Capital One Arena, Not RKF, Should Be the Priority Stadium Deal 

I spoke a bit about the future of the land at RFK in my last newsletter following the finalization of the sale of the Commanders to Josh Harris. Since then, we’ve seen Rep. Comer, chair of the US House committee with oversight of the District, introduce legislation that would give control of the land to the District, something I fully support. However, as I argue in my recent op-ed for the Washington Post, I remain opposed to a new stadium for the Commanders. Not only are NFL stadiums a poor use of land and you tax dollars, but we already have proven economic generators in Capital One Arena and Nationals Park that will need investment from the District in the coming years and should be priorities over a new space that will sit dark for 90 percent of the year. This is especially true for Capital One Arena when we’re talking about what that space and its year-round programming mean for the economic future of our downtown. Keep in mind, while the sale of the team and introduction of the Comer bill are exciting developments, there’s no proposal in front of the Council just yet; this will be a years-long process. 

DOB Enforcement of Misused Capitol Hill Residences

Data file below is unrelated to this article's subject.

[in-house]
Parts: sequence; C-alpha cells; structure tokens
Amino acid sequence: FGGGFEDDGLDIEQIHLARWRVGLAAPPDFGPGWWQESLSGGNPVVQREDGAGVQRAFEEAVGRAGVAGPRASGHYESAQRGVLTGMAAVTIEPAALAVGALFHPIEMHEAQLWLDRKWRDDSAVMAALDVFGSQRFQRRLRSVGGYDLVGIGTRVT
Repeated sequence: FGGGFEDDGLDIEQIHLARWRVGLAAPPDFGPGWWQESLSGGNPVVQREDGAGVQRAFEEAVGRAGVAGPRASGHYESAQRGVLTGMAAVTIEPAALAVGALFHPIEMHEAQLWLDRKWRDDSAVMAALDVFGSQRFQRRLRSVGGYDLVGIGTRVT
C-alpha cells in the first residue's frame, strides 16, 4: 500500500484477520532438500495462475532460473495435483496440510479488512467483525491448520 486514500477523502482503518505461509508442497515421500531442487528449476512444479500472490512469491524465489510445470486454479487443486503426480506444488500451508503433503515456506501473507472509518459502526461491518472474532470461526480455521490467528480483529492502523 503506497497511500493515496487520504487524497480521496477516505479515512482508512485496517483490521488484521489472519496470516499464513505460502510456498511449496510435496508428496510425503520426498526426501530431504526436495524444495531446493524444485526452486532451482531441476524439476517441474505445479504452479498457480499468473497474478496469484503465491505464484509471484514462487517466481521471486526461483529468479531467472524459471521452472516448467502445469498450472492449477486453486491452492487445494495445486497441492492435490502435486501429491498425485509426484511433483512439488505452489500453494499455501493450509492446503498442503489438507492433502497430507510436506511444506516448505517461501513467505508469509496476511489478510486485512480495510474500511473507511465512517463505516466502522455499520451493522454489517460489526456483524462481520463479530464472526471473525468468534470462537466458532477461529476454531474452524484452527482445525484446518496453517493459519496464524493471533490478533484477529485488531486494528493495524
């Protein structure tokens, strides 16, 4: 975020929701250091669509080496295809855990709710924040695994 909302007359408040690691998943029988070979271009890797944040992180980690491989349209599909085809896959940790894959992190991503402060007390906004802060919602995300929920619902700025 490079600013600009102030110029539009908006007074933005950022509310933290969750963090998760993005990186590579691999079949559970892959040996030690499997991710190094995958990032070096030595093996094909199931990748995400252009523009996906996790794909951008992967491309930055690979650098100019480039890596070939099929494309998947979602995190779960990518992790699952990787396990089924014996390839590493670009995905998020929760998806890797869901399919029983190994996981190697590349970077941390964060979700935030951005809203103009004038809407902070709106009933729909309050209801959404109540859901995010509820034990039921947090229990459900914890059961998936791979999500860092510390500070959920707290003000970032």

For many, many years, Capitol Hill neighbors - particularly those close to the Capitol - have lived with a challenging situation in which homes are owned by bad actor anonymous or obscure LLCs and, while ostensibly serving as residences, actually function more as political or commercial spaces. It’s a problem I've worked with neighbors on for years, with little enforcement action taken by the agency formerly known as DCRA (now two agencies: the Department of Buildings and the Department of Licensing and Consumer Protection). However, the Department of Buildings is under new leadership in Acting Director Brian Hanlon. In my first meeting with him, I raised this challenge, and he's taking it seriously. While this might not be the top issue facing the city, these should be homes people can live in – and when those homes aren’t available because they’re being misused for activities they aren’t zoned for, it takes up our housing stock. They also come with unacceptable noise, parking, and trash impacts to surrounding neighbors. Hope to share more on the Department of Buildings' actions soon, and neighbors and ANC leadership have been working hard to identify problem properties for enforcement.